Oil Contamination from Various Sources: The U.S. Commission on Ocean Policy reports that more than 28 million gallons of oil from human activities enter North American waters annually, but, according to an article in Issues in Science and Technology, "the bulk of human-related inputs is not due to large-scale spills and accidents that occur during the transport of crude oil or petroleum products" (Rabalais, 2003). In fact, researchers looking for sources of oil that runs into America's oceans can look into the "chronic low-level releases" of oil that add up to "roughly 16 million gallons of oil" annually, running down rivers and streams, according to the Rabalais article.

These oil pollutants "are most obvious in the watersheds that drain heavily populated areas," and the data from the U.S. Commission on Ocean Policy, plus the Sverdrup textbook, indicate that coast areas are becoming more and more heavily populated. Some of the 16 million gallons draining originates with "jettisoned aircraft fuel, marine recreational vehicles, and operational discharges, such as cargo washings and releases from petroleum extraction."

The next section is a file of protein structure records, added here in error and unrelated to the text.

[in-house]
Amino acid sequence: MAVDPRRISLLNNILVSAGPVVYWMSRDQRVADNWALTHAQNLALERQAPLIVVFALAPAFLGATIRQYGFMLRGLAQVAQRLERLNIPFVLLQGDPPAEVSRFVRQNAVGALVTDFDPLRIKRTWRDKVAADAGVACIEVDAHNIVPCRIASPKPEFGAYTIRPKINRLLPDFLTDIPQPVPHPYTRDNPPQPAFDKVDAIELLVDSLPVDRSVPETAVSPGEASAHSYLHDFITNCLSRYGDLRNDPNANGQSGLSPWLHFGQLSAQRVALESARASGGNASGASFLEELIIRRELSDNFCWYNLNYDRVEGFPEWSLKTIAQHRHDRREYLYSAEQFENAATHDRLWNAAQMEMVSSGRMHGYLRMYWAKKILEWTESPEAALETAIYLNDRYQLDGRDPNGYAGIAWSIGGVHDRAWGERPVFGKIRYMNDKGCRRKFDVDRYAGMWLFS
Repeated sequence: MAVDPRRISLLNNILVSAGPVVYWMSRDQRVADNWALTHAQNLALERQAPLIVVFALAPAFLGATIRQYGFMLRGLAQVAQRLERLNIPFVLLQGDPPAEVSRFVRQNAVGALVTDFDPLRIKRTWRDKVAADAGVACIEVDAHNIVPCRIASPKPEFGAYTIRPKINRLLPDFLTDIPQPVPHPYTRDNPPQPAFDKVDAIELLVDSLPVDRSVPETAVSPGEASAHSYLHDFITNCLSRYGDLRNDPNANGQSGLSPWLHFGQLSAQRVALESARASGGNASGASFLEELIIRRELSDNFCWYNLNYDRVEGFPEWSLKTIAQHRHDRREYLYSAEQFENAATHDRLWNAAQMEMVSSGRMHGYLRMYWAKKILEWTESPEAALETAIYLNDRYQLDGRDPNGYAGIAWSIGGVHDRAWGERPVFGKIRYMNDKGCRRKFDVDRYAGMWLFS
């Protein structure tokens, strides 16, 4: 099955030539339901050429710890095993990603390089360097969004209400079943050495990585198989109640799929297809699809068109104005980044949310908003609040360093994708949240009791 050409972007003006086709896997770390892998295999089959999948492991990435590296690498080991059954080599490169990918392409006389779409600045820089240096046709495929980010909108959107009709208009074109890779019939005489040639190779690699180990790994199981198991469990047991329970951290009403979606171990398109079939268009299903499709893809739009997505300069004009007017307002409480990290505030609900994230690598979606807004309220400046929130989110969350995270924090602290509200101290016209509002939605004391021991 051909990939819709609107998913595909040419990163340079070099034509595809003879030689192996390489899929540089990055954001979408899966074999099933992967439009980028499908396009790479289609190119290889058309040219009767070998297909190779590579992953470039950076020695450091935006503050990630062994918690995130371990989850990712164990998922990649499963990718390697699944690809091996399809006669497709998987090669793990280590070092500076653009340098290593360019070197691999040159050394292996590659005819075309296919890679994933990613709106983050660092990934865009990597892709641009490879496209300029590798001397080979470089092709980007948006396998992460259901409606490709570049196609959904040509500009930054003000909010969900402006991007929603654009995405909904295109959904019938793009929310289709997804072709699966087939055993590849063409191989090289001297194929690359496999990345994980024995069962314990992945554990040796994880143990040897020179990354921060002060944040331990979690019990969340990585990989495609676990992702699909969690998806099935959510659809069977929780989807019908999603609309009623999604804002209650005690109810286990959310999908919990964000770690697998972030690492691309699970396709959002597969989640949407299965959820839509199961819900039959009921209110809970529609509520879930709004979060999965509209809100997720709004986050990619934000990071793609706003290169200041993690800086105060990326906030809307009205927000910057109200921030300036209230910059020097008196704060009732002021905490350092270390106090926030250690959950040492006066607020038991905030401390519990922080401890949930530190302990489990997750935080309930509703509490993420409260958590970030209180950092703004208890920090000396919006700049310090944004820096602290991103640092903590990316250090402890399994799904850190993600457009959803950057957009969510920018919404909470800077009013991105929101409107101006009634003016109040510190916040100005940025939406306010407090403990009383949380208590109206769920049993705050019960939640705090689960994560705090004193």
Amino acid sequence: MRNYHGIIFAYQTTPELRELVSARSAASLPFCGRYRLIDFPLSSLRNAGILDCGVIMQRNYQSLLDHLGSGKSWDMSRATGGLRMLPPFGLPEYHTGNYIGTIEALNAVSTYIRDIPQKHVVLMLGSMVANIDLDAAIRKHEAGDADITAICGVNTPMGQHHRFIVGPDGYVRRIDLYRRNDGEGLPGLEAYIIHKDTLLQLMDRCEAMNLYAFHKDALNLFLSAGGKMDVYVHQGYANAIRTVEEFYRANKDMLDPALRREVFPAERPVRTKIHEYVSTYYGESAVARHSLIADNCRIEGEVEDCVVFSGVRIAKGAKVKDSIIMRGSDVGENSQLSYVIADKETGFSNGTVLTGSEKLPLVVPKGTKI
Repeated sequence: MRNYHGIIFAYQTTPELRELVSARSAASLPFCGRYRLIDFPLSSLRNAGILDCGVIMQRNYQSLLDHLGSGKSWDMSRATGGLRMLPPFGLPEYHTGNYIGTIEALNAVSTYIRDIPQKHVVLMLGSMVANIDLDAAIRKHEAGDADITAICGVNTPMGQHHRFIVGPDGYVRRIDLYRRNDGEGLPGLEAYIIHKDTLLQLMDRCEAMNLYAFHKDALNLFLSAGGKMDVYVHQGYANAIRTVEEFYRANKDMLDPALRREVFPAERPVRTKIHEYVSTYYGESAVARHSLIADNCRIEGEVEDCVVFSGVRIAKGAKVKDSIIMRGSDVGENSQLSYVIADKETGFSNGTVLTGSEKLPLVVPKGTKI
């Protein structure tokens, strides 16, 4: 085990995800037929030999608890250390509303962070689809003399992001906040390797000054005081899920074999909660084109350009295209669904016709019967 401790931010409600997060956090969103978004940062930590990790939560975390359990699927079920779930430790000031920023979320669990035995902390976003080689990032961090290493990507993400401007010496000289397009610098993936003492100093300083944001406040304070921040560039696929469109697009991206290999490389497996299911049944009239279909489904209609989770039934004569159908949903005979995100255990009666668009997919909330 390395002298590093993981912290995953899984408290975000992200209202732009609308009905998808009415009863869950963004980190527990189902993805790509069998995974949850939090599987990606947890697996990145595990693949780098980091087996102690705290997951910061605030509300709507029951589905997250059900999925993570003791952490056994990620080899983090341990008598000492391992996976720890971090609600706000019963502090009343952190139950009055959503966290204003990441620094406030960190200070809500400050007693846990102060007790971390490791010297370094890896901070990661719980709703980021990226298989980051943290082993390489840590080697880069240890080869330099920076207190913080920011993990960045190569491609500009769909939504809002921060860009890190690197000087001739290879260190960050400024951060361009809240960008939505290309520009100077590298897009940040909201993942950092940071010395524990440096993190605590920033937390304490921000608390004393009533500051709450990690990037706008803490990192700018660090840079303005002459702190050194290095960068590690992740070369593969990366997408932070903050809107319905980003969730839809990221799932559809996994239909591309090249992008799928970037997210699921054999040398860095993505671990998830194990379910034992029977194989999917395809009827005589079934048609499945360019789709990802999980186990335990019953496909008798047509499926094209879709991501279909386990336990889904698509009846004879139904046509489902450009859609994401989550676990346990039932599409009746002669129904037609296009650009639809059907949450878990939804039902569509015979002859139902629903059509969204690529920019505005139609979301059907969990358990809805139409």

While major oil spills get a lot of media coverage - because of "oil-coated shorelines and dad or moribund wildlife (900 bald eagles, 250,000 seabirds, 2,800 sea otters and 300 harbor seals were killed following the Exxon Valdez spill in Alaska) - oil pollution can have more subtle biological effects, the Rabalais article explains. "Oil can remain in the environment for a long time," she writes. Evidence points to continued exposure of marine life to the oil spilled by the Exxon Valdez - "the oil was still toxic and appeared to be chemically unchanged since its release more than a decade earlier."